The hiring came without a vote of either legislative house or the Democratic caucuses, “but some members were engaged in discussions with the speaker,” Liao said. “The members were in their districts and it was not easy to communicate with them.”
Liao said other law firms were considered for the work, but he declined to identify them.
“What stood out about Covington was the diversity of both their policy and legal experience,” he said.
“And having Eric Holder, the former attorney general and the country’s top law enforcement officer, as a partner certainly doesn’t hurt,” Liao added. “We couldn’t get Obama, but we went with the second-best option.”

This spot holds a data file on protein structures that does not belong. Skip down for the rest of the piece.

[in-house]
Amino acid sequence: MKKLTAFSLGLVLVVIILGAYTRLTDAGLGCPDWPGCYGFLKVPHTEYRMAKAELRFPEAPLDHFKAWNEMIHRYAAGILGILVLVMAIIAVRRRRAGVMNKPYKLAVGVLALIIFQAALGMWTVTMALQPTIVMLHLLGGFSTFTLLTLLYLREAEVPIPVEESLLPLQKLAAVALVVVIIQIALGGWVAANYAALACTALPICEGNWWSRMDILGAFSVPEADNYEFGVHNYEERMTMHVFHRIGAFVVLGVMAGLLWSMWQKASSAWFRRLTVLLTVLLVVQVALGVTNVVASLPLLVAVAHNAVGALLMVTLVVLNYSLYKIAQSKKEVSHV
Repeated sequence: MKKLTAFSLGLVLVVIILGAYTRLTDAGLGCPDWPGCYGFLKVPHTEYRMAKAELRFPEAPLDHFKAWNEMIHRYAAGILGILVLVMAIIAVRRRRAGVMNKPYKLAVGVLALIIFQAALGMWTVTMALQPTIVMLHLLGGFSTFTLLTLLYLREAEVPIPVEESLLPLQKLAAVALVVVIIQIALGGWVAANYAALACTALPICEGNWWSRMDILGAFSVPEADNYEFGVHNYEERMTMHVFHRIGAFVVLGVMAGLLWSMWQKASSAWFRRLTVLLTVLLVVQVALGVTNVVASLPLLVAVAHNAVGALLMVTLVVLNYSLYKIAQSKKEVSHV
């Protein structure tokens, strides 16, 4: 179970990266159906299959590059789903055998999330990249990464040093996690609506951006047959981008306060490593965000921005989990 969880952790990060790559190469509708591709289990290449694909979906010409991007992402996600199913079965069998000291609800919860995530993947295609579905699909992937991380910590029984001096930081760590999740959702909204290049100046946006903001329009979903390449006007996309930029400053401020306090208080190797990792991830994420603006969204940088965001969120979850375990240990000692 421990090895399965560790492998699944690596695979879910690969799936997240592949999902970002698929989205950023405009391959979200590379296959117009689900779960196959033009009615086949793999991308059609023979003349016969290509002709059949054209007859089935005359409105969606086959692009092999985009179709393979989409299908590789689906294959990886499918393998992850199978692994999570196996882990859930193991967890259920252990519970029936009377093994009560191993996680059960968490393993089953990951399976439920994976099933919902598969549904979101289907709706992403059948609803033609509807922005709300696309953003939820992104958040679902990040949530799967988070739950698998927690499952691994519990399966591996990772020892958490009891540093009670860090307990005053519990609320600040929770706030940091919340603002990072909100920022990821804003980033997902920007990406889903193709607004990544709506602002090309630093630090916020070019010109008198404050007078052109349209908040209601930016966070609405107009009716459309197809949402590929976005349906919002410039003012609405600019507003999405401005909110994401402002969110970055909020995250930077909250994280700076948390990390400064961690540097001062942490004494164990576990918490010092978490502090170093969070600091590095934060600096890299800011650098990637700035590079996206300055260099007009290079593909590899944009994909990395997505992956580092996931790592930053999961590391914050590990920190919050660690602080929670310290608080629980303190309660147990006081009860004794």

Republicans in other parts of the state also lambasted the two Democratic leaders.
“If the majority party continues to poke President-elect Trump with a short stick, then they better be prepared with a Plan B,” said state Sen. John Moorlach, R-Costa Mesa. “We cannot and must not jeopardize federal funding to our state, counties and cities. They cannot afford it, especially with increasing pensions costs at the door.”
Assembly Republican Leader Chad Mayes of Yucca Valley said the controversy is “a distraction from the very real problems facing everyday Californians.”
“Donald Trump did not cause California’s transportation crisis, nor did he play a role in our state’s sky-high housing costs,” Mayes said. “Democrats should focus on these real-world problems instead of wasting taxpayer money to score political points before the president-elect even takes office.”